Cannot set nonpositive limits with log transform

The other option is to do something sensible when axes limits are
negative on the log scale. We switch back and forth between linear and log
while zooming/panning. Since it is difficult to keep the limits positive
when using the linear scale we would love to have the plot handle bad
limits. I don't have a patch yet, but I don't mind if you beat me to it

Ultimately we would like negative data to be represented using
an inverted logarithmic scale, but this is a more difficult project.
For now we are masking out any data <= 0.

On Wed, Aug 15, 2007 at 09:57:21AM -0400, Darren Dale wrote:

On Tuesday 14 August 2007 07:35:43 pm Darren Dale wrote:
> I'm developing an application for work and need to plot some spectra on a
> logscale. I can recreate my problem with embedding_in_qt4, by replacing
> MyDynamicMplCanvas.compute_initial_figure with this:
>
> def compute_initial_figure(self):
> self.axes.plot([0, 1, 2, 3], [1, 2, 0, 4], 'r')
> self.axes.set_yscale('log')
>
> [...]
> File
> "/usr/lib64/python2.5/site-packages/matplotlib-0.90.1_r3709-py2.5-linux-x86
>_64.egg/matplotlib/axes.py", line 1664, in set_ylim
> raise ValueError('Cannot set nonpositive limits with log transform')
> ValueError: Cannot set nonpositive limits with log transform
>
> I get that error even if I modify the update figure function so there is no
> possibility of zeros occuring in the data

I have tracked this back through axes.cla(), which is called when axes._hold
is False, to axis.cla(). axis.cla() resets the locators, but the transforms
are still set to mtrans.LOG10. Since plot is called by loglog, and semilog*,
it shouldn't be using any methods that modify locators. If cla() resets the
transforms, then the behavior of plot will be different, preserving log
transforms when hold is True, but changing to linear transforms when hold is
False.

I wonder if cla() is trying to do too much. Maybe the initial setting of
locators should be moved out of cla(), which is called by Axes.__init__, and
into Axis.__init__. Then calls to cla() will preserve the scaling, and the
behavior of plot() will be consistent, regardless of the whether hold is
enabled or not.

Thats a seperate, but important issue. In the case I described, the state of
the plot becomes a mash of log transforms and linear locators.

On Wednesday 15 August 2007 03:18:25 pm you wrote:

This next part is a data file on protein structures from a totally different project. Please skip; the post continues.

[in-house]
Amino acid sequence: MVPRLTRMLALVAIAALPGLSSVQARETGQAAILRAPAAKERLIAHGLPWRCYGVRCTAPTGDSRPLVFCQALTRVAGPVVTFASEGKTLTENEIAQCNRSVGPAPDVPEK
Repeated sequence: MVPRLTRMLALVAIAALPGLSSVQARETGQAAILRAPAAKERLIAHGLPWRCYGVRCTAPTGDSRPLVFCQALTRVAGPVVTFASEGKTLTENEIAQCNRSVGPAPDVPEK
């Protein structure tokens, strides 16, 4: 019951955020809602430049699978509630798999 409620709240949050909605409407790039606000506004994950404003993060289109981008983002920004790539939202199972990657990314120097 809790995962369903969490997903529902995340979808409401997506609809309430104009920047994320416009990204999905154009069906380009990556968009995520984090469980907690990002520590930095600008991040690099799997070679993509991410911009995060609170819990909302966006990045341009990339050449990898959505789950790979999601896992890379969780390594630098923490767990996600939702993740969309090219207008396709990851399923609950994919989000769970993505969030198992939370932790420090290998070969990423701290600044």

On Wed, Aug 15, 2007 at 09:57:21AM -0400, Darren Dale wrote:
> On Tuesday 14 August 2007 07:35:43 pm Darren Dale wrote:
> > I'm developing an application for work and need to plot some spectra on
> > a logscale. I can recreate my problem with embedding_in_qt4, by
> > replacing MyDynamicMplCanvas.compute_initial_figure with this:
> >
> > def compute_initial_figure(self):
> > self.axes.plot([0, 1, 2, 3], [1, 2, 0, 4], 'r')
> > self.axes.set_yscale('log')
> >
> > [...]
> > File
> > "/usr/lib64/python2.5/site-packages/matplotlib-0.90.1_r3709-py2.5-linux
> >-x86 _64.egg/matplotlib/axes.py", line 1664, in set_ylim
> > raise ValueError('Cannot set nonpositive limits with log
> > transform') ValueError: Cannot set nonpositive limits with log
> > transform
> >
> > I get that error even if I modify the update figure function so there
> > is no possibility of zeros occuring in the data
>
> I have tracked this back through axes.cla(), which is called when
> axes._hold is False, to axis.cla(). axis.cla() resets the locators, but
> the transforms are still set to mtrans.LOG10. Since plot is called by
> loglog, and semilog*, it shouldn't be using any methods that modify
> locators. If cla() resets the transforms, then the behavior of plot will
> be different, preserving log transforms when hold is True, but changing
> to linear transforms when hold is False.
>
> I wonder if cla() is trying to do too much. Maybe the initial setting of
> locators should be moved out of cla(), which is called by Axes.__init__,
> and into Axis.__init__. Then calls to cla() will preserve the scaling,
> and the behavior of plot() will be consistent, regardless of the whether
> hold is enabled or not.

The other option is to do something sensible when axes limits are
negative on the log scale.